The President’s Working Group on Financial Markets pointed to a strong market for group life coverage and a recovering market for reinsurance in its report on the terrorism insurance market unveiled last week.
“Coverage for terrorism risk insurance in group life insurance policies has remained generally available and prices have declined, even though group life insurance is not part of TRIA,” the PWG concluded in the report. “Given these market signals, there is no reason to expect negative developments in the group life insurance market.”
The market for group life coverage, the PWG said in the report, has continued to remain strong and competitive, as even those in the market who would support inclusion under the TRIA umbrella acknowledge. The report was conducted by the PWG, which is headed by the Treasury Department, as required by the legislation extending the TRIA program through 2007 that was signed by President Bush late last year.
“By all accounts, competition in the employee benefits market – including the market for group life insurance – is very robust,” the PWG found. “Group life insurers have long argued that due to the competitive nature of the market, they have little ability to raise prices or limit coverage and attempts to manage risk exposure in this manner would result in the loss of business to other providers. Competitive pricing, which has always occurred for large accounts, has also recently been observed with small to midsize accounts.”
According to the PWG’s report, group life insurance certificates in-force totaled 165 million in 2004 with a total face amount of $7.63 trillion, up from 162.6 million certificates with a face value of $6.5 trillion the year before. Additionally, they found that the number of workers in private industry and in metropolitan areas in 2005 had also increased to 52 percent, up one percent from the year before for both groups.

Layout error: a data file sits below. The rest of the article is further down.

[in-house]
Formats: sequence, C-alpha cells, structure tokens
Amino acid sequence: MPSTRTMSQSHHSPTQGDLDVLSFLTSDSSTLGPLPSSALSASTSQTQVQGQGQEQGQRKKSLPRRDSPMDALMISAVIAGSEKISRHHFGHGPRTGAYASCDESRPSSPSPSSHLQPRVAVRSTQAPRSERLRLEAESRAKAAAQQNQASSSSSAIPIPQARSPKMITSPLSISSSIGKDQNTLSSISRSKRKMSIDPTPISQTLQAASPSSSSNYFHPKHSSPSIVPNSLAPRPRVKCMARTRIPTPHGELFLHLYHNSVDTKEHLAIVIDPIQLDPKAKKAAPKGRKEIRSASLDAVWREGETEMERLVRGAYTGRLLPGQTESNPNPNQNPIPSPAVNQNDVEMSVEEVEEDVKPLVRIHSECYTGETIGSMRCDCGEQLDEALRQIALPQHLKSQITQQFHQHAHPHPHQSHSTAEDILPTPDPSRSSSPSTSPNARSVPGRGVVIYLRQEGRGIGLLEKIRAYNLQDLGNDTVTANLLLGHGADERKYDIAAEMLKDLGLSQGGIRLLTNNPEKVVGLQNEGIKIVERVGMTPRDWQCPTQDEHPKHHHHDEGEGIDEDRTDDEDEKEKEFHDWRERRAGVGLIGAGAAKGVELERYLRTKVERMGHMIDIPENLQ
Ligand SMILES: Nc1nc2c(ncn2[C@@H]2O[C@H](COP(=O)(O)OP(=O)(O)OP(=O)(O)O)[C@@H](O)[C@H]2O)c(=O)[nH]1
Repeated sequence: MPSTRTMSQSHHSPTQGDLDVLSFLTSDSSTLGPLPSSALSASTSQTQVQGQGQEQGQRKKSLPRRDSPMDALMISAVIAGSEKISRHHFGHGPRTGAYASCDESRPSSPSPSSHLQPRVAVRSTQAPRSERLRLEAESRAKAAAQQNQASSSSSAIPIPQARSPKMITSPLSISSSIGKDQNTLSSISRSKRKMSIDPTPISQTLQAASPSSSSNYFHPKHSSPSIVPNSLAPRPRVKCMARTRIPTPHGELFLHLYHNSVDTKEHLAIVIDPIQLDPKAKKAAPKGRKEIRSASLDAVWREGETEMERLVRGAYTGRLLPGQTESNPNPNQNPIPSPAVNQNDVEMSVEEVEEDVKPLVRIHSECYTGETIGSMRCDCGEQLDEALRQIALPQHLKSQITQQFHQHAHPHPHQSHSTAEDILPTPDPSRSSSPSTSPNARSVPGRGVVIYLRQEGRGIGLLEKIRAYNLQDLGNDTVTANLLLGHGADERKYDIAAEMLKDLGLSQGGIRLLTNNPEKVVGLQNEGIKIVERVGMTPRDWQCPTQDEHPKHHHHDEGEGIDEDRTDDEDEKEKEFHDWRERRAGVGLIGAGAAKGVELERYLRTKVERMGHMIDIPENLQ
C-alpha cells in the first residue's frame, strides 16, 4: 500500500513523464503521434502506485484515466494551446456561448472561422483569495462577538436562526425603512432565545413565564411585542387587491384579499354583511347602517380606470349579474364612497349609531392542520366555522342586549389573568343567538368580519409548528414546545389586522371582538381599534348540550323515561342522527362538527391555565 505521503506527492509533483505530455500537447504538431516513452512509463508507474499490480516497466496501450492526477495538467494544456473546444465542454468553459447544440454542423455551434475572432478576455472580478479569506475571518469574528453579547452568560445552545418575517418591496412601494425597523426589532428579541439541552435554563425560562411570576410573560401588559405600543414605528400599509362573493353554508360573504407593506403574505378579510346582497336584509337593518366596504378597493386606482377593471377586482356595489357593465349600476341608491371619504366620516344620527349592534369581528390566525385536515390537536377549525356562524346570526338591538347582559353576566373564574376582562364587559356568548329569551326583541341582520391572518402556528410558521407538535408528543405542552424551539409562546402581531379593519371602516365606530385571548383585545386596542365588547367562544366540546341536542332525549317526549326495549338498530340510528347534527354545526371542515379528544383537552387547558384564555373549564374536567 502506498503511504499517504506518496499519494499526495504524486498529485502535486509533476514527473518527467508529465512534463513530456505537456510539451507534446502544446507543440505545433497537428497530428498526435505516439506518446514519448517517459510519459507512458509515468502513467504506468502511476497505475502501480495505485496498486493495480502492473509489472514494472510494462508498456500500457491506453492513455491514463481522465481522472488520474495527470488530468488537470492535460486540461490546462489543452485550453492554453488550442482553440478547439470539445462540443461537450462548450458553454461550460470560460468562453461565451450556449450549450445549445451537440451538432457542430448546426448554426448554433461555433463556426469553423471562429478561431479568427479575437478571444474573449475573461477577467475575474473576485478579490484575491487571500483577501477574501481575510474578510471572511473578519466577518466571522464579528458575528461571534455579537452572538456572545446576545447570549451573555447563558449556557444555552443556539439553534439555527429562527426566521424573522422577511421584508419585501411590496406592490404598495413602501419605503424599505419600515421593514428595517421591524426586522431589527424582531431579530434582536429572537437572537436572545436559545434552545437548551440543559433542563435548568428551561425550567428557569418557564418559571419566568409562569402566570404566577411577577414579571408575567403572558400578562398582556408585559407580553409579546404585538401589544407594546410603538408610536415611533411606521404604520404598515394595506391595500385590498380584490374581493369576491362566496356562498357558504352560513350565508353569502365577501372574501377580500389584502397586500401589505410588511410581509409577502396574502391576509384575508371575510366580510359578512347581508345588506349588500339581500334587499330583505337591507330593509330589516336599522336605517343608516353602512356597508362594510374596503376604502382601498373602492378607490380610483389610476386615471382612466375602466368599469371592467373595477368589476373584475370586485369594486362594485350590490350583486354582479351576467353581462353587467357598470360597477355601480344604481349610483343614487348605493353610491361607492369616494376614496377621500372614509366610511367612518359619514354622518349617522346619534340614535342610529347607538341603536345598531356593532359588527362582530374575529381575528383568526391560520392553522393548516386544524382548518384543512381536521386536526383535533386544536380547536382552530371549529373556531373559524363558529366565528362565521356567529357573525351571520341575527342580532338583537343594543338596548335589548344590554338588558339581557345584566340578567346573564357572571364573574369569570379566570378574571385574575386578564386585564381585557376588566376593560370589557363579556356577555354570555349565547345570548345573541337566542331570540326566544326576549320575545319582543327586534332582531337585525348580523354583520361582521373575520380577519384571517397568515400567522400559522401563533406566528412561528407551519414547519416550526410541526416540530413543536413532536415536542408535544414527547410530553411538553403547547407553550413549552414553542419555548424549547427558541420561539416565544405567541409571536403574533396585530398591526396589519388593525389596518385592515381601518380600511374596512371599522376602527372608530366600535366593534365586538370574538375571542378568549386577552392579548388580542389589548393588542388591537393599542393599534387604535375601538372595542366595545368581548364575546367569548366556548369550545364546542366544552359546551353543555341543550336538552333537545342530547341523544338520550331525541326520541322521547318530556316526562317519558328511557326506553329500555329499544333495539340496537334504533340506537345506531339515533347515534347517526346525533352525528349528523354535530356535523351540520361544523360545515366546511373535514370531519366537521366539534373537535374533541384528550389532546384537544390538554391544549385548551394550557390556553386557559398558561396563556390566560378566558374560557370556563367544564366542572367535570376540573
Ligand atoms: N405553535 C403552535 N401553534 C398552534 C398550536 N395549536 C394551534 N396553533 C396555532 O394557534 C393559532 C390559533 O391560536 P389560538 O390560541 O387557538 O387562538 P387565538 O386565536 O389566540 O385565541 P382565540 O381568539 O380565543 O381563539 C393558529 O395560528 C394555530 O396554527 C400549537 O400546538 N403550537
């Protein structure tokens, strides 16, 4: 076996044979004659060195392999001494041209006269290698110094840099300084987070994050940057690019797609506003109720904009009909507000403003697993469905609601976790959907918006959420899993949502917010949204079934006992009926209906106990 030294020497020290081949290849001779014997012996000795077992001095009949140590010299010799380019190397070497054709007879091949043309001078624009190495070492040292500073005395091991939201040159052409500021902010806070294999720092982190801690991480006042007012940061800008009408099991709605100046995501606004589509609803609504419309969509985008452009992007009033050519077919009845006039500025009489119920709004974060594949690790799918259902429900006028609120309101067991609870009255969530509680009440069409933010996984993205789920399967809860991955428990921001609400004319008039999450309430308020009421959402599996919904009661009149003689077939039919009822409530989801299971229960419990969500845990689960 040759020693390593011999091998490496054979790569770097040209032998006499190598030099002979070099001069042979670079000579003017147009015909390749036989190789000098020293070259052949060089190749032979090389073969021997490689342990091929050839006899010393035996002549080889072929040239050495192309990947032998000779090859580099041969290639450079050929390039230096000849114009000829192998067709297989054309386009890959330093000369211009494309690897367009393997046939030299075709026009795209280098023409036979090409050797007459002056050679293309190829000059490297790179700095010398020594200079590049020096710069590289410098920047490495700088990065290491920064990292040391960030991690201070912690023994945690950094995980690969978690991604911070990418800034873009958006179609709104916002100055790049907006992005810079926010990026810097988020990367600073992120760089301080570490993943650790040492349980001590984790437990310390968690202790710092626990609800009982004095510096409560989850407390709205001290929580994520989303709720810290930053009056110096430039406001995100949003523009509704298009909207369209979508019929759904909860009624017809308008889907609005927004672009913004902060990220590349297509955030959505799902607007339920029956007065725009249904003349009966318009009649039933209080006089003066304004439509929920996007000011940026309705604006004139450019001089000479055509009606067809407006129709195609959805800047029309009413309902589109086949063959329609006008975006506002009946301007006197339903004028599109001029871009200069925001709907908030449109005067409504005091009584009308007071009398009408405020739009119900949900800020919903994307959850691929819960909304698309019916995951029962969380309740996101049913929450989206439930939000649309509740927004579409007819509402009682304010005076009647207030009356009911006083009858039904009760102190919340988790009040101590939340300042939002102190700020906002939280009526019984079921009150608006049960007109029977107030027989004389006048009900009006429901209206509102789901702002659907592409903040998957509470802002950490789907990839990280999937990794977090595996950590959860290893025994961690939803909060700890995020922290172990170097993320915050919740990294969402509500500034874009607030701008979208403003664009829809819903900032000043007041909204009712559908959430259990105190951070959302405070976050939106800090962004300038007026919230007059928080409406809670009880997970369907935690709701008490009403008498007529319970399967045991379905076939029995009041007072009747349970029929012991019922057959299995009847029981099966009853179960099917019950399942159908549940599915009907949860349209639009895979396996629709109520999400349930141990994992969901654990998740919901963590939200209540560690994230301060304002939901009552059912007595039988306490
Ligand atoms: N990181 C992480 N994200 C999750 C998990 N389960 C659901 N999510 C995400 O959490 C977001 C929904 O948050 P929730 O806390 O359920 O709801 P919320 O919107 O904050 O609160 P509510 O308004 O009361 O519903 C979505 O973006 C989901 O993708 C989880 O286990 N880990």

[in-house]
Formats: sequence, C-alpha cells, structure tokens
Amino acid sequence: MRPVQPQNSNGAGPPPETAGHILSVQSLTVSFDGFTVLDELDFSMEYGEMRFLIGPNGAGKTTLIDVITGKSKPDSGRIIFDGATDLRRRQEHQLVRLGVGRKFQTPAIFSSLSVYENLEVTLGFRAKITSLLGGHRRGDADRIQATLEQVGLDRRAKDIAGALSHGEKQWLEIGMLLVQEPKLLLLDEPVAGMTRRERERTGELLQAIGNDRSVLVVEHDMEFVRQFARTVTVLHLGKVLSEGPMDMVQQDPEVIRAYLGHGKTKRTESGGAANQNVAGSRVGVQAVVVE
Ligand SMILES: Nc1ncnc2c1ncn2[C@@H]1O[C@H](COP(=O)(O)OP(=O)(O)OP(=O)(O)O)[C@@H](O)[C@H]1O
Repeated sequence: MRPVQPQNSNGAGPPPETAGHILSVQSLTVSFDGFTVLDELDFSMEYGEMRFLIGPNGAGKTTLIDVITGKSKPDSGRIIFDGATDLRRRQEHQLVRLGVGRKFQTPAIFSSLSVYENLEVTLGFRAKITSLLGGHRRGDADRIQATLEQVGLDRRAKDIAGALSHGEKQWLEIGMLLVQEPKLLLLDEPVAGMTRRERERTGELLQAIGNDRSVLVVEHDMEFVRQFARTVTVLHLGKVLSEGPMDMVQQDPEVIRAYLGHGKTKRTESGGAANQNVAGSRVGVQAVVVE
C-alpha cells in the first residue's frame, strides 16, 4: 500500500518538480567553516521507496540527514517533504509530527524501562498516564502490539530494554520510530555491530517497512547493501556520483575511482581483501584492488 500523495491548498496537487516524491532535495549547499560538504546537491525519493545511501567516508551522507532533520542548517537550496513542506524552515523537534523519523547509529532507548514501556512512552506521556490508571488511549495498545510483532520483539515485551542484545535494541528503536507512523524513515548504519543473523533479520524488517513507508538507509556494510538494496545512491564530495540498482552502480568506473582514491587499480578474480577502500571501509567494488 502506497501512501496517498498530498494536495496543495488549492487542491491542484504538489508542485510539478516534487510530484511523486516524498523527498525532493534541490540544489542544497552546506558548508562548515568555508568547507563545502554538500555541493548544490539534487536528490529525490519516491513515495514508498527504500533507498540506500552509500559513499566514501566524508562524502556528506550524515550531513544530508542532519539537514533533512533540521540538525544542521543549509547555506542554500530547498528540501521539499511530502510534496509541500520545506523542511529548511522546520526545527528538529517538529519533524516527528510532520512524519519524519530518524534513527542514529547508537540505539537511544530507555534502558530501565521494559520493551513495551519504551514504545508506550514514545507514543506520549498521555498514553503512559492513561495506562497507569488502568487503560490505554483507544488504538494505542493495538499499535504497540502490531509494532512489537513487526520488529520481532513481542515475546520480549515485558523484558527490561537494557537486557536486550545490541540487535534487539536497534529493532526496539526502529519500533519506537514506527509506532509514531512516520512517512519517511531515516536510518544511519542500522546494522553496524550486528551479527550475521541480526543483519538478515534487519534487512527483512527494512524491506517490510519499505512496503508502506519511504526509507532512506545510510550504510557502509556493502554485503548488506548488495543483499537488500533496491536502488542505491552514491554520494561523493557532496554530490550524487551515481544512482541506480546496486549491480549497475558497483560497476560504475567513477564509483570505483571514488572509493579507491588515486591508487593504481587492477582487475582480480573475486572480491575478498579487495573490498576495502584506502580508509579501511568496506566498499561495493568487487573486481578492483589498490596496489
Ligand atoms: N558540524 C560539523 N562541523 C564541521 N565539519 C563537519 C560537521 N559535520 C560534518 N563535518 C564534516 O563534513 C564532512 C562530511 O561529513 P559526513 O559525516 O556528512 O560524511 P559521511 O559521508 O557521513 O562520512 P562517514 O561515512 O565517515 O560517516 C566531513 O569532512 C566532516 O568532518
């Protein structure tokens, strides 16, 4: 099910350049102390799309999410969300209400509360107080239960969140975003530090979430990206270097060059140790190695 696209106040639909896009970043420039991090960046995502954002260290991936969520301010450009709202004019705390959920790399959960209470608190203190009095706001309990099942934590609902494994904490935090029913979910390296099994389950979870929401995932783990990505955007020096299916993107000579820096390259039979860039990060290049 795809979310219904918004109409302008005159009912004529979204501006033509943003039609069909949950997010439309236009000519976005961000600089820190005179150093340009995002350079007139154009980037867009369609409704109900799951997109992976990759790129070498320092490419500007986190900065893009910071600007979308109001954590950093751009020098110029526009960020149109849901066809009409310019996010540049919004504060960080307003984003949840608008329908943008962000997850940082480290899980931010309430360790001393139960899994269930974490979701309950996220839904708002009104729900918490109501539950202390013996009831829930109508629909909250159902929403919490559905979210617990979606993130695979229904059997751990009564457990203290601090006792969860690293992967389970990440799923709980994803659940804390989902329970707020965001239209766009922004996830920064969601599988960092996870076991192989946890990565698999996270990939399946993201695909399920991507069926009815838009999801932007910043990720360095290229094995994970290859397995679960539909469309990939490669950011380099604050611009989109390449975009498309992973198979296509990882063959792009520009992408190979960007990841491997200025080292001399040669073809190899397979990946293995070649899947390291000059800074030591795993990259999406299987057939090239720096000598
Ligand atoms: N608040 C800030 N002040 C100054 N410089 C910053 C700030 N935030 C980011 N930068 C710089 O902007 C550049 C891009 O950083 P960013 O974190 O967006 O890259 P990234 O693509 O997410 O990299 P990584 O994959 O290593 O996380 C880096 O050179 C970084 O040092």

“Despite not being eligible to participate in the TRIA Program, group life insurance still appears to be widely available in the private market and there has not been any impact on cost to policyholders,” the PWG said in its report. “In the long term, given the likelihood of the continuing competitive nature and structure of the group life insurance market, there appears to be no reason to believe that current market conditions will not persist.”
On reinsurance, the PWG found that many of the changes to the property and casualty market that occurred in the wake of the Sept. 11, 2001, terrorist attacks, specifically a sudden lack of available affordable reinsurance, also occurred in the life reinsurance market.
However, the PWG also found that the problems of the reinsurance market have not had any measurable effect on the primary group life market.
“The lack or limited availability of catastrophic life reinsurance following September 11 had no disruptive effect on the availability and affordability of group life insurance to consumers largely due to competitive market forces,” the PWG said. “Since then, some catastrophic life reinsurance has again become available in the marketplace, albeit at higher cost when compared to pre-September 11 pricing. Today, group life insurers are deciding whether to purchase reinsurance, or to forego and retain most of the risk – a decision that has not had any impact on the availability and cost of group life insurance to consumers.”
Group life reinsurers, the PWG found, are increasingly able to model their exposures and price their coverage accurately much in the same way the group believes property and casualty insurers and reinsurers have. As a result, the group concluded in the report that the market is acting and will act as would be expected.
“It is reasonable to expect catastrophic reinsurance to become more available if group life insurers are willing to purchase such coverage,” the PWG concluded. “Nevertheless, the fact that many group life insurers are electing not to purchase catastrophic reinsurance suggests that they have made a decision to retain their terrorism exposure.”